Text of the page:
Inside the statistics when I went to the Census.gov sight are several things that we can fix with some social engineering. For instance, the poverty rate for people without a HS diploma is 28.9% while those with a HS diploma is only 14.2%. Wow, what a difference we could make just in that area if we put an emphasis on that issue. Also, the difference between 2 parent families in poverty 6.2% vs single female households at 30.6% is just huge. We should put even more emphasis on that social issue.
I agree that there are places to get money for those that really need it, like the recently spent 500 million to train 54 Syrian freedom fighters of which only 5 remain.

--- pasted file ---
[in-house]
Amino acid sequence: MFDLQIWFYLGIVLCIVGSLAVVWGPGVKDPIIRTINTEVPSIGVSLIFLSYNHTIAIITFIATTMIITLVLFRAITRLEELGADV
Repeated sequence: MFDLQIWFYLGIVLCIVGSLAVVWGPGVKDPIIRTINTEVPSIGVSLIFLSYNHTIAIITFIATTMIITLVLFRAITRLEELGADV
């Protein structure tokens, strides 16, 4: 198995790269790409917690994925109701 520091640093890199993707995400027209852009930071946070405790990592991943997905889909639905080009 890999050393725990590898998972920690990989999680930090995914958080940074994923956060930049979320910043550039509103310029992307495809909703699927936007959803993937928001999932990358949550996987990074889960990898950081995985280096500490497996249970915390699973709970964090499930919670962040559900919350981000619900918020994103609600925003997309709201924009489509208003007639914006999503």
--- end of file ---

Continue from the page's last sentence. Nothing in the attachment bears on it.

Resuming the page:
Our gov’t wastes more “little money” like this every year then the public would like to know about. And IK I agree about the corporate welfare, we should eliminate it, but won’t as long as politicians take donations.
Adding to poverty is our ridiculous “war” on drugs. Millions incarcerated who can’t fill out a job application without admitting they have been in jail. And for many, their only crime might have been having some pot around. We need to change that for non violent offenders in most cases. I also thing non violent offenders should be allowed to register to vote once they’ve served their time.
And then there is the enormous expense of keeping them in jail. That money would be better used elsewhere.